Over the past year, I have put a lot of time into personal growth and learning. I decided if I am stuck at home due to the pandemic anyway, I should take advantage of the time saved travelling and use it to learn things.
One problem I have encountered over this time is building and optimising a workflow for learning. One of the biggest lessons I learned from university is that scattered, disjointed studying is nowhere near as effective as a focused process1.
So I’ve spent time trying out different processes throughout the year to see how they go. Probably the most important thing I’ve learned is the power of a workflow. You can use as many fancy to-do lists or organisation techniques as you like, but if they don’t fit together, then it doesn’t matter; it’s merely a collection of disconnected processes. The overall workflow is greater than the sum of its parts.
The way I currently study is to do at least 30 minutes of dedicated reading on a morning. I do this as a habit to make sure I am always making progress and treat it as mental exercise - it is good for me whether I enjoy it or not. While reading2 I make sure to have a physical notebook to hand for taking down any notes or ideas that come to me as I read. It may seem like this slows my reading down, and it does, but it helps enormously with understanding and retention over the long term.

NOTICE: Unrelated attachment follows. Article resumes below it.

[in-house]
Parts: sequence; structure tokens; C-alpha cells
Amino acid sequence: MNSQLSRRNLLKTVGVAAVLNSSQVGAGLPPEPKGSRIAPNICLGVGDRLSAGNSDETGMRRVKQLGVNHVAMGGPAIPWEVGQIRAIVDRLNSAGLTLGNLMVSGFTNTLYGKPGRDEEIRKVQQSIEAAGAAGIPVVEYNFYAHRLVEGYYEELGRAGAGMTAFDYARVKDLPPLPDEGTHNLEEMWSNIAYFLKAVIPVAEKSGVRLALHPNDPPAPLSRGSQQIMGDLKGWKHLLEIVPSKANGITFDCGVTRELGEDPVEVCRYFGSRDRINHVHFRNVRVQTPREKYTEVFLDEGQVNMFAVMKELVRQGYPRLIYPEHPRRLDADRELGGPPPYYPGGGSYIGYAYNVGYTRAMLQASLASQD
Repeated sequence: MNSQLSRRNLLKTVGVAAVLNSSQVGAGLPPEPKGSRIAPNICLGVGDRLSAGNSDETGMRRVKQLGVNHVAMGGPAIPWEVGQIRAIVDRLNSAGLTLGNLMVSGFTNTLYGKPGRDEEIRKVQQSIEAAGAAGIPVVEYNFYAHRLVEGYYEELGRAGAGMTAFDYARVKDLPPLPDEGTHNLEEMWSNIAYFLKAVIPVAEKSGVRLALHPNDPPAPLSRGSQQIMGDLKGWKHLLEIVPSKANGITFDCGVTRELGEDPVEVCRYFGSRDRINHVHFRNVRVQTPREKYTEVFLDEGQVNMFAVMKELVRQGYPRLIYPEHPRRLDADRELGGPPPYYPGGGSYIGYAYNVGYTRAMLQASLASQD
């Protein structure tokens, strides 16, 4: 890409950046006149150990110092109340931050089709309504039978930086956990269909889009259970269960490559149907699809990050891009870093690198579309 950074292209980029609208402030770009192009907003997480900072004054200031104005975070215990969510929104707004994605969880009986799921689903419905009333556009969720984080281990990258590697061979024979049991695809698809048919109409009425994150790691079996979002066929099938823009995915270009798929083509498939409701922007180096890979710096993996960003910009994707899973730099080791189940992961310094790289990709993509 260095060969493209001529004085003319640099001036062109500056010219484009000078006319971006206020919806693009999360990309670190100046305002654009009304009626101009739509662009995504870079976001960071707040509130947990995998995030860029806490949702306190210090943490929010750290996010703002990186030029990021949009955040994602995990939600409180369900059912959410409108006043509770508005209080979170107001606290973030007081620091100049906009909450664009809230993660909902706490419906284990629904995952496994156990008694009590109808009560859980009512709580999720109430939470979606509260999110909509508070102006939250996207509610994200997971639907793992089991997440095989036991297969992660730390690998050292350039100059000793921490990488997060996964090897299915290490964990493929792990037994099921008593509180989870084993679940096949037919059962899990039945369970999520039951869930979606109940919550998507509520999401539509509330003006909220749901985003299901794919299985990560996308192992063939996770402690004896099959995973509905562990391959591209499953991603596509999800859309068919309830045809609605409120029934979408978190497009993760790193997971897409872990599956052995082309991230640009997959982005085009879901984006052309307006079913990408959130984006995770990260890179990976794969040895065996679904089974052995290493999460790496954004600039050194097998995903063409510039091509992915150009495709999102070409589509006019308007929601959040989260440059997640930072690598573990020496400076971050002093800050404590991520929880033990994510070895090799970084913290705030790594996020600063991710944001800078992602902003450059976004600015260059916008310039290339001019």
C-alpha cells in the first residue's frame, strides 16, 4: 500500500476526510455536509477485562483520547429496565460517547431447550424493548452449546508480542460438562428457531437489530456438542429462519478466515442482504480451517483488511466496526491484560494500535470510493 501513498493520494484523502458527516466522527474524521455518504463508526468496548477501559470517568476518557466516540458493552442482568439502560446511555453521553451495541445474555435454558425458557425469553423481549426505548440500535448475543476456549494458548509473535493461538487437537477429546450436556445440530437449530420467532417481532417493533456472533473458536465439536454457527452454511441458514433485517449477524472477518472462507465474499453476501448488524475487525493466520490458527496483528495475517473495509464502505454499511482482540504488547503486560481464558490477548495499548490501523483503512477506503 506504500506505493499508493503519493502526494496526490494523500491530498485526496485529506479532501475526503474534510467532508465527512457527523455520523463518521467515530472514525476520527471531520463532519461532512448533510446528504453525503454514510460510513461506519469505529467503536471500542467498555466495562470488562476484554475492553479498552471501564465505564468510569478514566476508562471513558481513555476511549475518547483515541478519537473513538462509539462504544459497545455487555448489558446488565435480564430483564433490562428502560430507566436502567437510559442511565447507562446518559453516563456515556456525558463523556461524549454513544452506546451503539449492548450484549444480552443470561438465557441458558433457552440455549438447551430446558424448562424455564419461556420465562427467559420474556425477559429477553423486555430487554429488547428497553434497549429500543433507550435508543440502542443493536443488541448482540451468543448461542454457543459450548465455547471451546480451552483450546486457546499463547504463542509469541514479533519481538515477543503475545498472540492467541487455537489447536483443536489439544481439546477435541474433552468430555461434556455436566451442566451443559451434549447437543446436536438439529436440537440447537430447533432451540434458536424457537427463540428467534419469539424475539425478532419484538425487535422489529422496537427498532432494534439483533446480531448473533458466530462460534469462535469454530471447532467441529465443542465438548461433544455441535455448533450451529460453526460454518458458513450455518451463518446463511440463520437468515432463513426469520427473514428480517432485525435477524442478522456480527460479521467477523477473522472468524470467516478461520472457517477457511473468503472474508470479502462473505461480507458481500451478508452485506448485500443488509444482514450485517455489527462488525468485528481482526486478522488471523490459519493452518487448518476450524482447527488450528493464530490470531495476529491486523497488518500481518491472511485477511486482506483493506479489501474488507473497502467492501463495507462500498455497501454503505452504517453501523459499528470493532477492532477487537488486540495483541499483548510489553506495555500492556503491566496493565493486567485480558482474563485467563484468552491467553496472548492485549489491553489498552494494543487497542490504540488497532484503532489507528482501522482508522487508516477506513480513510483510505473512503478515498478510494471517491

Later in the evening, I spend another 30 minutes reviewing the notes I took that day and transforming them into more comprehensive, fleshed out notes with references that I can keep in my digital notes database. I find that spending the time to let the ideas percolate in my head for the day is more helpful than simply digitising the notes immediately, and if I do it the same day, I haven’t forgotten anything yet.
I apply this process to anything I am trying to understand. The more widely I can use this workflow, the more effective it becomes to focus on the process and make progress through consistency.